US Oct feedlot cattle placements jump implies low prices in 2018

Stock picture: REUTERS/Lucy Nicholson/File Photo
Stock picture: REUTERS/Lucy Nicholson/File Photo

Theopolis Waters

Ranchers in October put 10.2pc more cattle into U.S. feedlots than the same period last year, the U.S. Department of Agriculture reported on Friday.

The result surpassed analysts' average prediction. It also was the highest for the month in six years, suggesting weaker cattle prices beginning this spring while faced with uncertain beef demand, analysts said.

"Cattle numbers are going to be large, particularly during the second half of the year. But it's just a matter of are we going to sell the meat," said U.S. Commodities President Don Roose.

Less-costly feed, and increased supplies as heavier calves transition from summer grazing pastures to fall programs, ultimately contributed to the seasonal bump in last month's placements, analysts said.

Packers paid feedlots more for their cattle, which allowed them to buy calves to fatten. And a growing number of heifers entered feedyards - a sign that some ranchers may be reducing their herds.

Analysts said that given Friday's bearish placement result, Chicago Mercantile Exchange live cattle futures on Monday might open 0.500 to 1.000 cent per pound lower.

"Live cattle contracts look pretty lofty relative to the supplies that we think are coming," said Texas A&M University economist David Anderson.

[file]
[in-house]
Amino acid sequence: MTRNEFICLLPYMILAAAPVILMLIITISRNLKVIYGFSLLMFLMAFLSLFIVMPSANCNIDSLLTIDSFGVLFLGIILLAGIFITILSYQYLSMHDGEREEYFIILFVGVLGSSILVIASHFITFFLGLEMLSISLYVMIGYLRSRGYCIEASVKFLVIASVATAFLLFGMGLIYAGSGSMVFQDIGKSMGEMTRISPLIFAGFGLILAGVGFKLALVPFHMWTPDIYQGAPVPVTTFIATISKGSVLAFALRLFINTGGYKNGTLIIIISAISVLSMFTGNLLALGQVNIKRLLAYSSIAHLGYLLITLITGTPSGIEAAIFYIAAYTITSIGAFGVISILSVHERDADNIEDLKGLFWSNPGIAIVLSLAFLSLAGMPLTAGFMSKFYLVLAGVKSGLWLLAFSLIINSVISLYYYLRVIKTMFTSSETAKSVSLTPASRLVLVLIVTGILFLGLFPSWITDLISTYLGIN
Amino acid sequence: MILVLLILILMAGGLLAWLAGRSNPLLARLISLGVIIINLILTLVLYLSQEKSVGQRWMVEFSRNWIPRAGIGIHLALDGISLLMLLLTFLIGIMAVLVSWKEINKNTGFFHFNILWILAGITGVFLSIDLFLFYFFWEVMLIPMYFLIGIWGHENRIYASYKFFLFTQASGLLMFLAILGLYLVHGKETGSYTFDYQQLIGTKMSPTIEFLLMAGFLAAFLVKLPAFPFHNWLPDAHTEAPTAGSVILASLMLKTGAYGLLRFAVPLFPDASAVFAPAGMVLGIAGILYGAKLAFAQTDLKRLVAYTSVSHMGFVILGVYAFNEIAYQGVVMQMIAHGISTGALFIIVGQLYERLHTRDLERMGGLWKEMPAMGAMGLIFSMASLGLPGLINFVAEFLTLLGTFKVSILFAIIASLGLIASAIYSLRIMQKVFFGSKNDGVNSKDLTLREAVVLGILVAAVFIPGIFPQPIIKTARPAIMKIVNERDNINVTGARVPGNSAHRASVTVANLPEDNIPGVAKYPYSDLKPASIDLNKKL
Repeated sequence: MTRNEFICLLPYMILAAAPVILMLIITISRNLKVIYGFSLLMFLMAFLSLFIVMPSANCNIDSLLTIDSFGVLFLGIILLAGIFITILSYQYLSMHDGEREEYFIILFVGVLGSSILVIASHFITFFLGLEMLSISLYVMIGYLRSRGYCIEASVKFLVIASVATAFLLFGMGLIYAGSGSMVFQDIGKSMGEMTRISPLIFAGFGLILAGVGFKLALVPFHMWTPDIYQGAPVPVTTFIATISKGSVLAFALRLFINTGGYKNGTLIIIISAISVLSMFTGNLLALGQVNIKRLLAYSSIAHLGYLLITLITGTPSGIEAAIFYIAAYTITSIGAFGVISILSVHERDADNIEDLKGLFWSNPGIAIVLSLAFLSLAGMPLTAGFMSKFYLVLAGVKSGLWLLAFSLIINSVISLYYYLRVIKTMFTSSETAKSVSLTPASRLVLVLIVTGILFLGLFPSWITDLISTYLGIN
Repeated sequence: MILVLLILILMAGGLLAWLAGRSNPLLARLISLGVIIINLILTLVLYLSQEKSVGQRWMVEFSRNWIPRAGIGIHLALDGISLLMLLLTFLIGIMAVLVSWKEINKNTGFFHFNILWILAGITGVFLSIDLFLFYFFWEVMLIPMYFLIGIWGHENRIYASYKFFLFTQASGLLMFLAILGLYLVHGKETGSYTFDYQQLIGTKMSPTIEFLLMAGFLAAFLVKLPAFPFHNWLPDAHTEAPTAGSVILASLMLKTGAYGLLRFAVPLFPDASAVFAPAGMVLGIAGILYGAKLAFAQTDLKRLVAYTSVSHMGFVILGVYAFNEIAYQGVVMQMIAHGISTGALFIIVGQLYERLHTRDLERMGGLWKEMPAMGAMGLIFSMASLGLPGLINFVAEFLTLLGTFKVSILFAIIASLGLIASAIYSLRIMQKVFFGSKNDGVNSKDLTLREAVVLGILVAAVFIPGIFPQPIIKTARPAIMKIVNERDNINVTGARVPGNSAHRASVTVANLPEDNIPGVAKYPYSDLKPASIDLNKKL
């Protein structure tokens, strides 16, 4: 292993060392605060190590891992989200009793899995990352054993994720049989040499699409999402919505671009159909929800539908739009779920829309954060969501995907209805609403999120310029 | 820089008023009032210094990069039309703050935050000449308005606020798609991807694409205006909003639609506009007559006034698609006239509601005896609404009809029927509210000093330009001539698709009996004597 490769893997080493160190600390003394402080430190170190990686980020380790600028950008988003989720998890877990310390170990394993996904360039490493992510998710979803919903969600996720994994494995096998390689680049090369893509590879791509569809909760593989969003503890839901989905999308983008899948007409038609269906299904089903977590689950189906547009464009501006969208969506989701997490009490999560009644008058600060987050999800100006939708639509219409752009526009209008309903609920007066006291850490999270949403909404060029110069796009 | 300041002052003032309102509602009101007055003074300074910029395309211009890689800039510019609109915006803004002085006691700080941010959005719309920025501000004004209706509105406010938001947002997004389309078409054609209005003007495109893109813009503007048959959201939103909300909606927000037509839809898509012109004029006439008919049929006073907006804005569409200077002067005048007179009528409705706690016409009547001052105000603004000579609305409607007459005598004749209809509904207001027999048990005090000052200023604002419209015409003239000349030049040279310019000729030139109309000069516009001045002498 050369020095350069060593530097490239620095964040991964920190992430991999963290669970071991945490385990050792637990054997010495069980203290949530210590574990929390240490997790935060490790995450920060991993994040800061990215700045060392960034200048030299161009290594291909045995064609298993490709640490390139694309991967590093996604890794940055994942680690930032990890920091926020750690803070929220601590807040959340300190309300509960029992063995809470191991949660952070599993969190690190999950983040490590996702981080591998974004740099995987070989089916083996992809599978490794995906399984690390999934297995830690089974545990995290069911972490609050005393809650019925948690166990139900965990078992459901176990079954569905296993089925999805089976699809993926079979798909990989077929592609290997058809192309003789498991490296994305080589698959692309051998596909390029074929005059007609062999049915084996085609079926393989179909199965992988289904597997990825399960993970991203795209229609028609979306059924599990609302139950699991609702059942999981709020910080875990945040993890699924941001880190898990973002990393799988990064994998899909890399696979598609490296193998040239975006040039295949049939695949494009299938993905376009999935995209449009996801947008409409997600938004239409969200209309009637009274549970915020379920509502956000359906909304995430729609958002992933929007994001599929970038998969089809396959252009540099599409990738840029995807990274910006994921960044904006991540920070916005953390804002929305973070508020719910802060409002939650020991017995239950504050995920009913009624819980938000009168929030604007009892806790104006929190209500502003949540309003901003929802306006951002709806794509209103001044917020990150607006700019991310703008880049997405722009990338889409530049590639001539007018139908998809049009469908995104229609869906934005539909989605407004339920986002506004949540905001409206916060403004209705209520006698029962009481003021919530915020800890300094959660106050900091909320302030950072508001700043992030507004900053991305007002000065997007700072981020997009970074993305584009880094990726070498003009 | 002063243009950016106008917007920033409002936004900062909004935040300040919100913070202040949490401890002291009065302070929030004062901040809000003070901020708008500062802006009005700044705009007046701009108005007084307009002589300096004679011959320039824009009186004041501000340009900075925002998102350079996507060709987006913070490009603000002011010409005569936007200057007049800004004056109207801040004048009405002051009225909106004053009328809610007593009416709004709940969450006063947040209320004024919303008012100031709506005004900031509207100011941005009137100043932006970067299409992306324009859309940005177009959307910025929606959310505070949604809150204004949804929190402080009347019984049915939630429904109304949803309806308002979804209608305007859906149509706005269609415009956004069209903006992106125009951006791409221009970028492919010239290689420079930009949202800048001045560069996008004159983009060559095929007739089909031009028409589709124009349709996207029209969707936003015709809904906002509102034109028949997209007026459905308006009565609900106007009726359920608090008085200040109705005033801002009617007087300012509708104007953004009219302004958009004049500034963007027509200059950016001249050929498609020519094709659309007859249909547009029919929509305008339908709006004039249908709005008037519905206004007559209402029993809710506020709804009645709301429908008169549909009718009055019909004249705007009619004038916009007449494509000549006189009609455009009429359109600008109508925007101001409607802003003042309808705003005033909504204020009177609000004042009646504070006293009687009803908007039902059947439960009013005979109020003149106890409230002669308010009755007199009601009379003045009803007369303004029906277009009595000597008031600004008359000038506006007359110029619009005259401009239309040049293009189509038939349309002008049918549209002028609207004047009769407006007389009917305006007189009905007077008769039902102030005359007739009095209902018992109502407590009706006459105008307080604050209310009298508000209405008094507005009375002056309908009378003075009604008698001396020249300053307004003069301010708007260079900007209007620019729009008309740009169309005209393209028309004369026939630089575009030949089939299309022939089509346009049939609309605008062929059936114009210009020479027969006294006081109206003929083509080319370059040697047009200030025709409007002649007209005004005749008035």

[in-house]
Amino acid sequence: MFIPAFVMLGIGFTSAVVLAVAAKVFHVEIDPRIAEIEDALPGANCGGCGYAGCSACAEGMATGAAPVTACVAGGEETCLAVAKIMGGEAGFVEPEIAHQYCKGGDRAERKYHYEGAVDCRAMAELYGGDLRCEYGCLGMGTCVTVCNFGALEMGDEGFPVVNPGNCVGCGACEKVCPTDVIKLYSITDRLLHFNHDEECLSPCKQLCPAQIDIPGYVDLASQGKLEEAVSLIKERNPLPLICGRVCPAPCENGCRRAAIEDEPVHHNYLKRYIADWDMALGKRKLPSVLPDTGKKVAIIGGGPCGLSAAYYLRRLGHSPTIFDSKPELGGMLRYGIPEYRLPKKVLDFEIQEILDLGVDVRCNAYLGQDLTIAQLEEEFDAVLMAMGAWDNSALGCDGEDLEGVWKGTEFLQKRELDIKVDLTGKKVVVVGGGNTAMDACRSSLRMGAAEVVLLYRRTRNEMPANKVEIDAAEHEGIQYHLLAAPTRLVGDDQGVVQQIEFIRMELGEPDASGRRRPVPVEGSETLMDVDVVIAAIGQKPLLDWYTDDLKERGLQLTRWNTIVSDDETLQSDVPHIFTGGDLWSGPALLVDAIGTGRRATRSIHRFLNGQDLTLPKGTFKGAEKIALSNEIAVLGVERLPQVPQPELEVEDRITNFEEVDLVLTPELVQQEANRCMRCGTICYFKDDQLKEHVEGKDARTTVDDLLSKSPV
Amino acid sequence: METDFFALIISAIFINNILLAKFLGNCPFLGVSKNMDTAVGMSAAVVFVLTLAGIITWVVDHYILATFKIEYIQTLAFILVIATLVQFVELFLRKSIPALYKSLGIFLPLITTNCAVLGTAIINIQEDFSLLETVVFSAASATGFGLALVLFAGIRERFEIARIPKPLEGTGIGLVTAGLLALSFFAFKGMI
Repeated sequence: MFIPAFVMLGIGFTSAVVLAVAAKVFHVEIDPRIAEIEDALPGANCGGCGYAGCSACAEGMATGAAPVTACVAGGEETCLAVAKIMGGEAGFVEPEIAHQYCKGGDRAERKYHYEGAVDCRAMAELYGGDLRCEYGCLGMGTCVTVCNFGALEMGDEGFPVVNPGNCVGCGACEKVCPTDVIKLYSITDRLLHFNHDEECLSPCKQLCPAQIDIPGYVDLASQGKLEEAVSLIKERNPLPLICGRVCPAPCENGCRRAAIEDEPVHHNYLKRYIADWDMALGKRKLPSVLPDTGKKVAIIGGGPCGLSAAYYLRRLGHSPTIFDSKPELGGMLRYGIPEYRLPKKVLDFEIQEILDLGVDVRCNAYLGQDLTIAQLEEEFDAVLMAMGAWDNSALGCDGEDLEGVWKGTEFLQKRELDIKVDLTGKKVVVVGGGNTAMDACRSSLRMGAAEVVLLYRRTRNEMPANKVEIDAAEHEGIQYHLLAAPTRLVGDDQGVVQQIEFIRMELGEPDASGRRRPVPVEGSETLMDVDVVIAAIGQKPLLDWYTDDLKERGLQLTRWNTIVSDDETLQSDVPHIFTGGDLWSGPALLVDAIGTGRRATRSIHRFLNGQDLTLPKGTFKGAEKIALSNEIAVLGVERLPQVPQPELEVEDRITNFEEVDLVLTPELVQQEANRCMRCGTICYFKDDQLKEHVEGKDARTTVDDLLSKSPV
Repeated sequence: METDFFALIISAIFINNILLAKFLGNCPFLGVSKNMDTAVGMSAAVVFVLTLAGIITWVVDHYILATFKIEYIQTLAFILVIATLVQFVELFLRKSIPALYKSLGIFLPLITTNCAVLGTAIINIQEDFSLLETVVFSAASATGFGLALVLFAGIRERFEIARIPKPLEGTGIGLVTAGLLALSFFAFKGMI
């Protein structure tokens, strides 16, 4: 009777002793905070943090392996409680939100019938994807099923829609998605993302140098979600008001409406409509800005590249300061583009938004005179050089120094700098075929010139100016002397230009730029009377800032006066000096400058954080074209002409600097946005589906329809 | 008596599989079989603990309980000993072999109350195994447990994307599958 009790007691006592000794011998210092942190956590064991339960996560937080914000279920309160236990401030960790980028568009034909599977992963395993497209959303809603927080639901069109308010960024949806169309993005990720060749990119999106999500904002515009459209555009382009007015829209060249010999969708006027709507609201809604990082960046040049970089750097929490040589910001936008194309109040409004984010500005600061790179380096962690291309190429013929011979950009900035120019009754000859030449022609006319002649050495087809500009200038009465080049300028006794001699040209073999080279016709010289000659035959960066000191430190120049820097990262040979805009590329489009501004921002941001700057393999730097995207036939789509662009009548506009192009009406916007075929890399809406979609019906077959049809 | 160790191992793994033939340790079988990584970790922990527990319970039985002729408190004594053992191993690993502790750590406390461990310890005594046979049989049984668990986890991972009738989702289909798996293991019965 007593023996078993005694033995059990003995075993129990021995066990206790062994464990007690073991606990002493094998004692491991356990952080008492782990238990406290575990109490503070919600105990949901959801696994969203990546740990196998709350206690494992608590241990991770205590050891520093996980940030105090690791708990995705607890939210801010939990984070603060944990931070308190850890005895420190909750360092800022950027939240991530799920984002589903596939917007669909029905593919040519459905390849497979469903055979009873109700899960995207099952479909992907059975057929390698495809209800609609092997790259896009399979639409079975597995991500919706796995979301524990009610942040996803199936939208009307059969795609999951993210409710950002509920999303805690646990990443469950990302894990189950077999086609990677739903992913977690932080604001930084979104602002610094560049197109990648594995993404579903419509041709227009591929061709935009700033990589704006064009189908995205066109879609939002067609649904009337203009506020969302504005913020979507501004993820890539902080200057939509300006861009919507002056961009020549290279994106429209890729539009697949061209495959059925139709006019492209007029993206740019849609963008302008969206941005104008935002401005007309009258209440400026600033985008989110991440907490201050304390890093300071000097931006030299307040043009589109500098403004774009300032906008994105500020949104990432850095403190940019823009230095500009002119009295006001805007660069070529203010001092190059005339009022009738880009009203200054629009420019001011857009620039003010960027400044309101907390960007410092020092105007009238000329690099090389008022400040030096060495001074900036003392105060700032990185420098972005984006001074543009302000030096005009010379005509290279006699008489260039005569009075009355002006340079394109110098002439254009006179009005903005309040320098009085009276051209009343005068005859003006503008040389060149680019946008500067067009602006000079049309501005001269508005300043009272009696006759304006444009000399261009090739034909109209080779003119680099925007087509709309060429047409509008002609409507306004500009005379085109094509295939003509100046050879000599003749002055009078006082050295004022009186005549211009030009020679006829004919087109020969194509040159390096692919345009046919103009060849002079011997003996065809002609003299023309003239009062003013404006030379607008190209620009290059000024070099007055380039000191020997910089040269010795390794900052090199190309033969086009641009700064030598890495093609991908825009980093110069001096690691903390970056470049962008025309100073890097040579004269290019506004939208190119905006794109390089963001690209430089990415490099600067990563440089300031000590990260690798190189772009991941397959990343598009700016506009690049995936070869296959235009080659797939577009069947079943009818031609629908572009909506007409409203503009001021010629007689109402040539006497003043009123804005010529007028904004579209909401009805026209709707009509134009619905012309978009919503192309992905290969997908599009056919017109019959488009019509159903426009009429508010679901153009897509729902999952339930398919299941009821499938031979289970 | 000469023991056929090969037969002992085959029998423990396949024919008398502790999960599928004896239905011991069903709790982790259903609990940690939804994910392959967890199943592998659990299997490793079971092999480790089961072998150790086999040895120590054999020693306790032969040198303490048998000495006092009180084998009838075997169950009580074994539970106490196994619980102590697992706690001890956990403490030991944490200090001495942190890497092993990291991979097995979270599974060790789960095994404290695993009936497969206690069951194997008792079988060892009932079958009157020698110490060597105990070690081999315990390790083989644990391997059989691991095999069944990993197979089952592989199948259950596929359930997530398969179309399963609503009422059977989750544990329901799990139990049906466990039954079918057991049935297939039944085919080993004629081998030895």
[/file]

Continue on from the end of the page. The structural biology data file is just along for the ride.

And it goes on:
USDA's report showed October placements at 2.393m head, up 10.2pc from 2.171m a year earlier and above the average forecast of 2.337m.

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It was the largest October placement figure for the month since 2.407 million in 2011, according to Anderson.

The government put the feedlot cattle supply as of Nov. 1 at 11.332m head, up 6.2pc from 10.665m a year ago. Analysts, on average, forecast a 5.7pc rise.

USDA said the number of cattle sold to packers, or marketings, were up 5.6pc in October from a year ago to 1.801m head.

Analysts had projected a gain of 5.4pc from 1.705m last year.

"We just have a lot of supply," said Anderson. That, coupled with profitable opportunities for some feedlots, imply the industry is moving cattle quickly, he said.

Anderson said that heifers either held back from last year, or ranchers not deciding to add them to the herd for whatever reason, boosted October placements.

"Which means we're rapidly slowing the rate of herd expansion," Anderson said.


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